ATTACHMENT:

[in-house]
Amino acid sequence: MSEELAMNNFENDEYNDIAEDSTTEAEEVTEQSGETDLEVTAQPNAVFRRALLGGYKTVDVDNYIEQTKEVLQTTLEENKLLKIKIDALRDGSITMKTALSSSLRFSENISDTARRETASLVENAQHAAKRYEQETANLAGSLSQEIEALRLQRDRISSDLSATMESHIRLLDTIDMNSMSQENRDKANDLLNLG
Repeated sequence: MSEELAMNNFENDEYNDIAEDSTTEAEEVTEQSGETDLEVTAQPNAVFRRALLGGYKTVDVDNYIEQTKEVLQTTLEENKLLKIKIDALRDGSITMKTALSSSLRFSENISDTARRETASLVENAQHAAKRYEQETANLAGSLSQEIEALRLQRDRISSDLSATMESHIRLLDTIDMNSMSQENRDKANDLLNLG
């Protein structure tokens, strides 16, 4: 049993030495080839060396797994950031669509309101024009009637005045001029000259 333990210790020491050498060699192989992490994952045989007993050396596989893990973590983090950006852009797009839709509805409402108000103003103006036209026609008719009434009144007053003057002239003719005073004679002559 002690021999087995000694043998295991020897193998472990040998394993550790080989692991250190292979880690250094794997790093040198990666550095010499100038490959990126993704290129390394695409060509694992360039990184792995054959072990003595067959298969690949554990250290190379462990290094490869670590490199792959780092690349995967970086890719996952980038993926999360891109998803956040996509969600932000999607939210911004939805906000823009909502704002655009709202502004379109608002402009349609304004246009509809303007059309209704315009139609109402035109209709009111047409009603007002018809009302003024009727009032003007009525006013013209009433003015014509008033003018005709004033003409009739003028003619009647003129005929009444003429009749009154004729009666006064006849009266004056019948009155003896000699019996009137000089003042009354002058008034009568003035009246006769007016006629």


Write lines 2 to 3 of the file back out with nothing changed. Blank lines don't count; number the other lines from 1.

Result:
Amino acid sequence: MSEELAMNNFENDEYNDIAEDSTTEAEEVTEQSGETDLEVTAQPNAVFRRALLGGYKTVDVDNYIEQTKEVLQTTLEENKLLKIKIDALRDGSITMKTALSSSLRFSENISDTARRETASLVENAQHAAKRYEQETANLAGSLSQEIEALRLQRDRISSDLSATMESHIRLLDTIDMNSMSQENRDKANDLLNLG
Repeated sequence: MSEELAMNNFENDEYNDIAEDSTTEAEEVTEQSGETDLEVTAQPNAVFRRALLGGYKTVDVDNYIEQTKEVLQTTLEENKLLKIKIDALRDGSITMKTALSSSLRFSENISDTARRETASLVENAQHAAKRYEQETANLAGSLSQEIEALRLQRDRISSDLSATMESHIRLLDTIDMNSMSQENRDKANDLLNLG